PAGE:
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Remembering Salvadoran Martyrs

Twenty years ago today, in the morning hours, U.S.-trained military personnel of the El Salvadoran government assaulted the Jesuit residence at the University of Central America, in San Salvador, killing eight people – six Jesuit faculty and leadership of the university, the housekeeper, and her 16-year old daughter.

President Mauricio Fuñes announced earlier this month that the priests would receive the National Order of Jose Matías Delgado – the nation’s highest honor – in a national service of atonement today. It was not clear if Celina and Julia Elba would likewise be honored, though I certainly hope so. The U.S. Congress also passed a resolution honoring “these eight spiritual, courageous and generous priests, educators and laywomen” and encouraging commemorations of the anniversary.

We remember today:

Julia Elba Ramos, 42,
cook and housekeeper for the Jesuit seminarians at the university

Celina Mariset, 16,
Ramos’ daughter

Ignacio Ellacuria, SJ, 59,
Rector of University of Central America

Ignacio Martin-Maro, SJ, 44,
Vice-Rector and Director of the UCA Public Opinion Institute

Segundo Montes, SJ, 56,
Dean of the department of social sciences

Amando Lopez, SJ, 53,
professor of theology and philosophy

Juan Ramon Moreno, SJ, 56,
professor of theology

Joaquin Lopez y Lopez, SJ, 71,
founder and director of Fe y Alegria (Faith and Joy),
which opened thirty educational centers in communities throughout El Salvador

+
Martyred November 16, 1989
El Salvador

The developed world is not at all the desired utopia,
even as a way to overcome poverty, much less to overcome injustice.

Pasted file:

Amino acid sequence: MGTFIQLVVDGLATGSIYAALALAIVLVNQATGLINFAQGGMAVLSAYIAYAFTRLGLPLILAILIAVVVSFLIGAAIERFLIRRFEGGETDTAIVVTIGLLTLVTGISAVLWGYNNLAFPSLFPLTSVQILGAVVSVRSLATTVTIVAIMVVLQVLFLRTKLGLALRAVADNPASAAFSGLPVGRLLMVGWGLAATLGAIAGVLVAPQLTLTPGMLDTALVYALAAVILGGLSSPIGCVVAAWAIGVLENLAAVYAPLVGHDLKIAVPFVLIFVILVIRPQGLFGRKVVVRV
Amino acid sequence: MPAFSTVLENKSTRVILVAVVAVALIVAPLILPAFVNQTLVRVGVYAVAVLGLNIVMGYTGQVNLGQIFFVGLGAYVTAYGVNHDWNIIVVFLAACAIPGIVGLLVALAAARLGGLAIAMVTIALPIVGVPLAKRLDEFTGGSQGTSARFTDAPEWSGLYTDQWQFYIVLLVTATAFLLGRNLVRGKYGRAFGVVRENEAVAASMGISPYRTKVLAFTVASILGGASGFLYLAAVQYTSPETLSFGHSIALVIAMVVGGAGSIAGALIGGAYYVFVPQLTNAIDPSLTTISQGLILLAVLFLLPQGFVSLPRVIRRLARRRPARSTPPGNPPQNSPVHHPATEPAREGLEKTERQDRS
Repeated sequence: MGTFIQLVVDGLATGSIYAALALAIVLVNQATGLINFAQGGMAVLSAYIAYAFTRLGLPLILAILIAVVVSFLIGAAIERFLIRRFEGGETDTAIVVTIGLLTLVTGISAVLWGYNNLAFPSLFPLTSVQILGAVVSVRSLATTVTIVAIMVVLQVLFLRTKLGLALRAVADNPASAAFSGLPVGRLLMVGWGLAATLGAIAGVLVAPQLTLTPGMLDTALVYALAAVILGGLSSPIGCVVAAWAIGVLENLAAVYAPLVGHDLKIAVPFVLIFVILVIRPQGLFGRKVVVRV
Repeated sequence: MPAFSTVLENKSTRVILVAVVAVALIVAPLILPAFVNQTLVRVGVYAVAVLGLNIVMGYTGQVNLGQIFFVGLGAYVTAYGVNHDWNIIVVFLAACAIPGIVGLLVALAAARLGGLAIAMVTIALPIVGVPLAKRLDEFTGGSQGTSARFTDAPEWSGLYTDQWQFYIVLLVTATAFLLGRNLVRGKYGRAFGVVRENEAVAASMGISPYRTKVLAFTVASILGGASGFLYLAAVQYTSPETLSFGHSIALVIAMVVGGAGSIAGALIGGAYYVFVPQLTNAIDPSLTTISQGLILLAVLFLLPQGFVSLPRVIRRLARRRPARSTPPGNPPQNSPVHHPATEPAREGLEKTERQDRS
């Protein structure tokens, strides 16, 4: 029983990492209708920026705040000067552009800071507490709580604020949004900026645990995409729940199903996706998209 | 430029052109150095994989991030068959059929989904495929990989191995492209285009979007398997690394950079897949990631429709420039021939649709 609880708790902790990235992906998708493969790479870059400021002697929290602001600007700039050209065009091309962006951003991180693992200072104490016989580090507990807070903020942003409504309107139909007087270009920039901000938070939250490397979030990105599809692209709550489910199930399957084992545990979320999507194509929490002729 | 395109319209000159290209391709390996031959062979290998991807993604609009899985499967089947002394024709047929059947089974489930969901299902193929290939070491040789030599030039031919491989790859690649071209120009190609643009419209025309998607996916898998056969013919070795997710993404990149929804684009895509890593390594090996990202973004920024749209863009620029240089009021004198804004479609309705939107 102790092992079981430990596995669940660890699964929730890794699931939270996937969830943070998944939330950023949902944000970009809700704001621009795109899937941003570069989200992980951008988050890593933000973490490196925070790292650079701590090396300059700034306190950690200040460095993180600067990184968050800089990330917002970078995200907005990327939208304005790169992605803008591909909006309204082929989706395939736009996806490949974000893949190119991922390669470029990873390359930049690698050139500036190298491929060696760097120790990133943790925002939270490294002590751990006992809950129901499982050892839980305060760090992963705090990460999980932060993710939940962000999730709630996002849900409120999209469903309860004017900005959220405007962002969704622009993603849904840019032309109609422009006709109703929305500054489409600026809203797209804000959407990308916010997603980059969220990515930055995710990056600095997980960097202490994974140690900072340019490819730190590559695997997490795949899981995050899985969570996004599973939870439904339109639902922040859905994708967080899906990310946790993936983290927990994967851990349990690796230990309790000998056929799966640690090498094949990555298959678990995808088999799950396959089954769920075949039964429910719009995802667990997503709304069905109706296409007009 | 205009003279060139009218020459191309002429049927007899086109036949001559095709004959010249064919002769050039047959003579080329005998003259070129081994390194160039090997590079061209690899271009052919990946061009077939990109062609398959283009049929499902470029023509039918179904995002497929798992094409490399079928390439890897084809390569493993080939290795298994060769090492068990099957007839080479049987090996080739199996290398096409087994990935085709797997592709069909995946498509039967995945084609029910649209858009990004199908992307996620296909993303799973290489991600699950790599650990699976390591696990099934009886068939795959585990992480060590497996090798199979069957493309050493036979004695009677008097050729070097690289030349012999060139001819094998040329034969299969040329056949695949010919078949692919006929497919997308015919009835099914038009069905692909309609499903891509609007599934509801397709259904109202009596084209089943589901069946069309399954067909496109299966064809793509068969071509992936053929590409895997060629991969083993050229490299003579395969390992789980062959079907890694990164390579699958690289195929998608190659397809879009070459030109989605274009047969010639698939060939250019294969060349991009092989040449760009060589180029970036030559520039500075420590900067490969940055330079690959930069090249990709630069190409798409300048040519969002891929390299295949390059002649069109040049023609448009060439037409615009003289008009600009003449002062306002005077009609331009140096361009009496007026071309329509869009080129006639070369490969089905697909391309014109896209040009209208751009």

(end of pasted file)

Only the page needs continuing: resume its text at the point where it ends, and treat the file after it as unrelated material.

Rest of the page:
Indeed, it is a sign of what should not be and of what should not be done.

We must turn this sinful history upside down, and out of poverty
we must build a civilization in which all can have life and dignity.

– Ignacio Ellacuria, SJ

(Thanks to Catholic Anarchy  for the icon and prayer!)

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1 Comment

  1. 4854derrida says:

    Hello

    I’ve just uploaded two rare interviews with the Catholic activist Dorothy Day. One was made for the Christophers [1971]–i.e., Christopher Closeup– and the other for WCVB-TV Boston [1974].

    Day had begun her service to the poor in New York City during the Depression with Peter Maurin, and it continued until her death in 1980. Their dedication to administering to the homeless, elderly, and disenfranchised continues with Catholic Worker homes in many parts of the world.

    Please post or announce the availability of these videos for those who may be interested in hearing this remarkable lay minister.

    They may be located here:

    http://www.youtube.com/user/4854derrida

    Thank you

    Dean Taylor

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